New weekly meeting in the “salon” of Johanna Schopenhauer, the hostess or “salonnière”. Goethe, Tieck, Wieland, Adele Schopenhauer, Caroline Walsolz, Dorothea and Friedrich Schlegel and Novalis are the guests on this occasion. Arthur Schopenhauer is also present this once, exhibiting a face like a rainy day, seated in an armchair with the crutches next to him. As is customary at this time of year, all are gathered around the fireplace. Wieland is the first to take the floor:
“There is one thing really troubling to me. And not only to me but to Tieck also, and maybe to all of you”. “What is it?” the hostess asks. But they are interrupted by the peevish Arthur Schopenhauer: “It doesn’t trouble to me in the least. What’s more, I give a hoot”. Automatically his mother rebukes him:
“Arthur, watch your language! Besides, you don’t even know what the thing that worries Wieland is.”
“Whatever it is, I care a damn. Everything is pure illusion. Nothing really exists.”
“My bonnet exists, that’s for sure”, Mrs. Walsolz comments. “Cost me an eye, you know.”
Meanwhile, Johanna is reprimanding his son: “Arthur! You promised me that you would intervene as little as possible. Otherwise I will be forced to expel you from my salon.” Then, she turns to Wieland: “Please, continue. We’re very interested.”
“I guess all of us here present have noticed a clamorous absence lately.”
“You mean the gingerbread cakes with which our hostess used to delight us?” Mrs. Walsolz asks.
“No, I mean our English friend and colleague, Lord Byron.”
“Oh, that!” Schlegel exclaims. “Of course we have noticed it. But I don’t think there’s cause for concern. Surely he will be experiencing a love affair somewhere.”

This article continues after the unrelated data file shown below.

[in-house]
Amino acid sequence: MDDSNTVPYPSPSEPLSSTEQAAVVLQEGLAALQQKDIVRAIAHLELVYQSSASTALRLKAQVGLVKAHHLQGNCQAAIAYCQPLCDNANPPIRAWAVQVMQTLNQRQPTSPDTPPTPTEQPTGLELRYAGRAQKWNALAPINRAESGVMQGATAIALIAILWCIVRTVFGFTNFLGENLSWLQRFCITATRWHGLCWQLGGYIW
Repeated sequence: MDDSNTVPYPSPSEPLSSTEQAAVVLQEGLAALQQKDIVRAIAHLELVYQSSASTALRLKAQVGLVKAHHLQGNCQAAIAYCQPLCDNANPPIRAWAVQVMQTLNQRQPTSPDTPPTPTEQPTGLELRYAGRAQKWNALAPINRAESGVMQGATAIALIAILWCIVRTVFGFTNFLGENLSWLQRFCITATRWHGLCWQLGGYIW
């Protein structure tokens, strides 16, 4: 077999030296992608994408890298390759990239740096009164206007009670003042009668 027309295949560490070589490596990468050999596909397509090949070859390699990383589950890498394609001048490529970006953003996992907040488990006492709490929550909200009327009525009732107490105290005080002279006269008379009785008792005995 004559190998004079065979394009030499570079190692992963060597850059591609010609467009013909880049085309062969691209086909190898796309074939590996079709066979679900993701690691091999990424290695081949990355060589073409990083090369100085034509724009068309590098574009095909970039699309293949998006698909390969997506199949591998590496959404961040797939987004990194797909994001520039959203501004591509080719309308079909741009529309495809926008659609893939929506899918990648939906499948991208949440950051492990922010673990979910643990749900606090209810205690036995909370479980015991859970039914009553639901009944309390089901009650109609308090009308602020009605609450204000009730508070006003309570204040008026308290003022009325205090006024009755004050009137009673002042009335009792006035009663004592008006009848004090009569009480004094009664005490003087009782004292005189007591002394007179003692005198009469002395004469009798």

“Tieck and I have an alternative theory. Right, Tieck?”
“Yes indeed. We suspect that Byron has been kidnapped by beings from another planet!”
There is a general murmur of surprise in the midst of which the laughs of Arthur Schopenhauer stand out.
“How the hell have you reached that conclusion?” Dorothea asks.
“What about the mysterious light that has been flying over our sky lately?” Wieland answers. And then it’s Schlegel’s turn:
“Are you implying that this light has taken over Lord Byron?”
“Serves him right for being such a libertine!” Arthur Schopenhauer exclaims.
Mrs. Schopenhauer stands up, indignant:
-Arthur! Go to your room immediately! That’s an order!
Arthur grabs his crutches and limps off. When he disappears, Wieland reclaims the floor:
“That light is only the wrapper of a flying machine. I have seen it with my own eyes. And I assure you that it can not be from this planet.”
Then, Goethe rises ceremoniously to make a speech:
“Dear friends, the theory of Wieland and Tieck is not as farfetched as it seems at first sight. The Duke Karl August himself has sighted such a ship not many days ago. With regard to its origin, it would be foolhardy to say that our planet is the only inhabited place in the entire galaxy. And, all things considered, it would not be strange that, in those other planets, a much more advanced civilization than ours would have developed. By the way, Mrs. Schopenhauer, wouldn’t you have an onion?”
Mrs. Schopenhauer emits a shrill scream that makes everybody’s hair stand on end. In view of her reaction, Goethe rushes to rectify: “Forget it!”, and sits down. But it has not been the mention of the onion what has caused her unexpected reaction. It is that she suddenly has remembered the bumpy palmistry session she had with Lord Byron. She explains to her guests what happened on that occasion: how she clearly saw in Byron’s palm a being from another planet, a hermaphrodite being with long mustaches with the tips pointing upwards.
“Goodness! (Novalis exclaims) The thing is serious! What will our English colleagues say?! One of them comes to visit us and is kidnapped by extraterrestrials! We can’t allow them to take Lord Byron to another planet. We must do something!”
The others show their agreement with the words of Novalis.
Then Schlegel gets a nervous breakdown: he gets up all of a sudden and starts running around the room with his eyes bulging and his arms raised, shouting: “But what can we do?! What can we do?!”
“We must begin house-to-house searches” Tieck says.
Mrs. Walsolz gets up and goes to the exit:
“I’m going to search my own house.”